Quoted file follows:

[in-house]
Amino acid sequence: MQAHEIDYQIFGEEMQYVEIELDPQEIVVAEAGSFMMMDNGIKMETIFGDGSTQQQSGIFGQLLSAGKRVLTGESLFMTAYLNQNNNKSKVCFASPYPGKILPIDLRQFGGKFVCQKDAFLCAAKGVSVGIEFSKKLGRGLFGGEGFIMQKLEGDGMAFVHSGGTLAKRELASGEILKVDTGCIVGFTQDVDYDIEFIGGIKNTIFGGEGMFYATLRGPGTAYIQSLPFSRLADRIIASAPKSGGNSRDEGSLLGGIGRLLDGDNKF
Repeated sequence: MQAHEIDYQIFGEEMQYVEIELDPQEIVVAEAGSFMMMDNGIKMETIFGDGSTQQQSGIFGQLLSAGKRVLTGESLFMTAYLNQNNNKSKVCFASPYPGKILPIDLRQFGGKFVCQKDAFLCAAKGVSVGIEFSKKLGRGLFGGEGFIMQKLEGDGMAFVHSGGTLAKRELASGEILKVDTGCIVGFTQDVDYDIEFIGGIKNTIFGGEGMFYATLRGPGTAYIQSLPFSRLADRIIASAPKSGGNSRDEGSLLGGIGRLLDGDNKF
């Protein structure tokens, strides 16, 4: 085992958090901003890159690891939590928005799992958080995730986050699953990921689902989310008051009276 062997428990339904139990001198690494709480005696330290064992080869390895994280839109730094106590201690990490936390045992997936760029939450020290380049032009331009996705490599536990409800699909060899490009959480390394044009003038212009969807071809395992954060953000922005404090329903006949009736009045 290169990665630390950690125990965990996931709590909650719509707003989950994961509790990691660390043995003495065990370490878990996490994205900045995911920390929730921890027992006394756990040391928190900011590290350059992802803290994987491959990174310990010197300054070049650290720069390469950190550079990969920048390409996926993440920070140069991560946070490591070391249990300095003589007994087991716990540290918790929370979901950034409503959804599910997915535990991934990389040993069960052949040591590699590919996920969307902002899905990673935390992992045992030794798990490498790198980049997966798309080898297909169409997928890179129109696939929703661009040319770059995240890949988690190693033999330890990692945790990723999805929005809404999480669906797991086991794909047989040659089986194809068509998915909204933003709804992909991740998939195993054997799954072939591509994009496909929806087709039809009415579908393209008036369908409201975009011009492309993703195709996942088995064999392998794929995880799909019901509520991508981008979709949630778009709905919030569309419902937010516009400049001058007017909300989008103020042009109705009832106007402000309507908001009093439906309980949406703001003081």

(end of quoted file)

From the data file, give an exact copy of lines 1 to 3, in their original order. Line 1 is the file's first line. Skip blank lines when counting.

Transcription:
[in-house]
Amino acid sequence: MQAHEIDYQIFGEEMQYVEIELDPQEIVVAEAGSFMMMDNGIKMETIFGDGSTQQQSGIFGQLLSAGKRVLTGESLFMTAYLNQNNNKSKVCFASPYPGKILPIDLRQFGGKFVCQKDAFLCAAKGVSVGIEFSKKLGRGLFGGEGFIMQKLEGDGMAFVHSGGTLAKRELASGEILKVDTGCIVGFTQDVDYDIEFIGGIKNTIFGGEGMFYATLRGPGTAYIQSLPFSRLADRIIASAPKSGGNSRDEGSLLGGIGRLLDGDNKF
Repeated sequence: MQAHEIDYQIFGEEMQYVEIELDPQEIVVAEAGSFMMMDNGIKMETIFGDGSTQQQSGIFGQLLSAGKRVLTGESLFMTAYLNQNNNKSKVCFASPYPGKILPIDLRQFGGKFVCQKDAFLCAAKGVSVGIEFSKKLGRGLFGGEGFIMQKLEGDGMAFVHSGGTLAKRELASGEILKVDTGCIVGFTQDVDYDIEFIGGIKNTIFGGEGMFYATLRGPGTAYIQSLPFSRLADRIIASAPKSGGNSRDEGSLLGGIGRLLDGDNKF